If I hear, My fingers are too short, I announce my envy at the speed at which they race across a keyboard. A comment like, Why won’t my hair cooperate? receives a reply such as Likely your hair is a reflection of your personality, which is somewhat wild and untamed and determined to show a little of that covetable rebellious teenage attitude we adults sorely miss. Or the complaint, What the heck is going on with my toenails? I point a finger at the phone and say, Take it up with your grandfather. Those are definitely his genetics. But hey, he’s super funny isn’t he?

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Yet there’s one physical feature I’ve noticed about myself lately, which I can’t quite seem to engineer an optimistic response to. And it’s a very tiny thing.

My tear ducts.

They’re unruly.

No. I mean they’re a little more enthusiastic than I’d like.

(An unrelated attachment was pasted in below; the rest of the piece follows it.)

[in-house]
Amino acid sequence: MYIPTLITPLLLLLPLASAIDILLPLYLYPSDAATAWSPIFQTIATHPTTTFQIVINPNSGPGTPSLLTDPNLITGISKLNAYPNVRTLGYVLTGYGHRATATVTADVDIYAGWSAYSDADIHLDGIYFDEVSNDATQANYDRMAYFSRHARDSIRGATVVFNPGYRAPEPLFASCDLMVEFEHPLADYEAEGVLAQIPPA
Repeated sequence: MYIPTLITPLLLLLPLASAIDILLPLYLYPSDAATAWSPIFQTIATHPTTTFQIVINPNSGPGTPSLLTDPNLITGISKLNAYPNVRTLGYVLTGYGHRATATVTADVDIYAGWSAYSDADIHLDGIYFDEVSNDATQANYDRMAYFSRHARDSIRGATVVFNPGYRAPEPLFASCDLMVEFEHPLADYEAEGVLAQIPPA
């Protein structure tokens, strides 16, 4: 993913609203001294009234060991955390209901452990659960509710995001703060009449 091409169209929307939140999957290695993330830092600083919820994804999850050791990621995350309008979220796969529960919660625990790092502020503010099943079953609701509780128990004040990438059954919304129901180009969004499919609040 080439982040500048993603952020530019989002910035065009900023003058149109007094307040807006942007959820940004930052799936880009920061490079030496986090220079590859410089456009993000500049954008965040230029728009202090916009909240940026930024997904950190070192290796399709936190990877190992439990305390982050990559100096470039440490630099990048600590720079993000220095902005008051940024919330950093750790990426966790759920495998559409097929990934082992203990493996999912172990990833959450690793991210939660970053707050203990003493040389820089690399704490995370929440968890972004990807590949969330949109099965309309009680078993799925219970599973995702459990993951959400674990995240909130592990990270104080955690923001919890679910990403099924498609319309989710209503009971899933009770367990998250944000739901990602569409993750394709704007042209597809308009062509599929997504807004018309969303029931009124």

See? I just tried to steer that disapproval into a slightly upbeat description.

Nope. Didn’t work. I still feel like those puppies are determined to wreak havoc with my appearance at every opportunity—appropriate or not.

Yes, you’re watching a sad movie, reading a tragic novel or viewing the 6 o’clock news—many of us will tear up. But I could be in line at the bank and hear two people in front of me talk of one of their mothers who is struggling with the recovery from a hip fracture and I am right there with them, feeling the helplessness of knowing someone you love is in pain. Stepping up to the teller yields the response, “Umm, here’s ten, twenty, forty and the tissue is on the house.”

I’m at the grocery store, sifting through fruits and vegetables and I hear a lyrical piece of Musak. I stop what I’m doing and pause to listen to the heartrending chord progression that makes my breath catch and sends tears down my cheeks. I suddenly see the produce guy standing in front of me, staring. “Wow, lady. You really are sensitive to onions aren’t you?”